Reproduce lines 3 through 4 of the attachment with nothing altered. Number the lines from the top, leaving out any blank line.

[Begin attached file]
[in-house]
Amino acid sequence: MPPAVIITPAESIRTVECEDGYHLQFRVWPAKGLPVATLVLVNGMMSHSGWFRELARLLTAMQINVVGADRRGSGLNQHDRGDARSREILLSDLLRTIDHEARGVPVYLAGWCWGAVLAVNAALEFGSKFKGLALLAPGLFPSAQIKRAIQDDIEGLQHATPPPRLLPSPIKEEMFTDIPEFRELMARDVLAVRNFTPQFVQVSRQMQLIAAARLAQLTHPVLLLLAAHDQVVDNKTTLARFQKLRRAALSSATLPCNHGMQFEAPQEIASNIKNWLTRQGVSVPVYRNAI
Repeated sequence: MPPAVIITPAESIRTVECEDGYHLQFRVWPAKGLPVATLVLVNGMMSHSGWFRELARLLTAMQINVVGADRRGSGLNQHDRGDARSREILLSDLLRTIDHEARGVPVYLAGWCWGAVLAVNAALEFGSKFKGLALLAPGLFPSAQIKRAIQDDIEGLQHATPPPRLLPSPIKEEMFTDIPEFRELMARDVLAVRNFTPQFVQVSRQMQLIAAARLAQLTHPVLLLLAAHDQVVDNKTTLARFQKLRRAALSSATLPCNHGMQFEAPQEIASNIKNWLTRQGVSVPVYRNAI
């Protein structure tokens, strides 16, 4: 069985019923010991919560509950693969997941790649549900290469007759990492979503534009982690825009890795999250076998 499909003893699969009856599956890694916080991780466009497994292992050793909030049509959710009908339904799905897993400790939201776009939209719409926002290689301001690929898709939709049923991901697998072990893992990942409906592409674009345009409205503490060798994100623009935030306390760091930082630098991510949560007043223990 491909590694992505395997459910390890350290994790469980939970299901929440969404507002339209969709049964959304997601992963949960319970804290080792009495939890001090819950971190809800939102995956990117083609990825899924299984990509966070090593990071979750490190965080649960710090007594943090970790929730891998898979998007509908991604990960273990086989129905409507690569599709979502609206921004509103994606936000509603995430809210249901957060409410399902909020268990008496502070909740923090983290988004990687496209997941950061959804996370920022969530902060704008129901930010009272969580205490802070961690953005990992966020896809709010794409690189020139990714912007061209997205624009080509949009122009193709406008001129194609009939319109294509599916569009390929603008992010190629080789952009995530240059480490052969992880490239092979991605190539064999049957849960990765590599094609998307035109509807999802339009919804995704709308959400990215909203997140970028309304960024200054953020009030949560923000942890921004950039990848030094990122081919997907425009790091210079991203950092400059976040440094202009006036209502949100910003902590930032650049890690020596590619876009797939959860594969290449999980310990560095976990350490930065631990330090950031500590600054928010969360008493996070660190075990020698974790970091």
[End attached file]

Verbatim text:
Repeated sequence: MPPAVIITPAESIRTVECEDGYHLQFRVWPAKGLPVATLVLVNGMMSHSGWFRELARLLTAMQINVVGADRRGSGLNQHDRGDARSREILLSDLLRTIDHEARGVPVYLAGWCWGAVLAVNAALEFGSKFKGLALLAPGLFPSAQIKRAIQDDIEGLQHATPPPRLLPSPIKEEMFTDIPEFRELMARDVLAVRNFTPQFVQVSRQMQLIAAARLAQLTHPVLLLLAAHDQVVDNKTTLARFQKLRRAALSSATLPCNHGMQFEAPQEIASNIKNWLTRQGVSVPVYRNAI
């Protein structure tokens, strides 16, 4: 069985019923010991919560509950693969997941790649549900290469007759990492979503534009982690825009890795999250076998 499909003893699969009856599956890694916080991780466009497994292992050793909030049509959710009908339904799905897993400790939201776009939209719409926002290689301001690929898709939709049923991901697998072990893992990942409906592409674009345009409205503490060798994100623009935030306390760091930082630098991510949560007043223990 491909590694992505395997459910390890350290994790469980939970299901929440969404507002339209969709049964959304997601992963949960319970804290080792009495939890001090819950971190809800939102995956990117083609990825899924299984990509966070090593990071979750490190965080649960710090007594943090970790929730891998898979998007509908991604990960273990086989129905409507690569599709979502609206921004509103994606936000509603995430809210249901957060409410399902909020268990008496502070909740923090983290988004990687496209997941950061959804996370920022969530902060704008129901930010009272969580205490802070961690953005990992966020896809709010794409690189020139990714912007061209997205624009080509949009122009193709406008001129194609009939319109294509599916569009390929603008992010190629080789952009995530240059480490052969992880490239092979991605190539064999049957849960990765590599094609998307035109509807999802339009919804995704709308959400990215909203997140970028309304960024200054953020009030949560923000942890921004950039990848030094990122081919997907425009790091210079991203950092400059976040440094202009006036209502949100910003902590930032650049890690020596590619876009797939959860594969290449999980310990560095976990350490930065631990330090950031500590600054928010969360008493996070660190075990020698974790970091």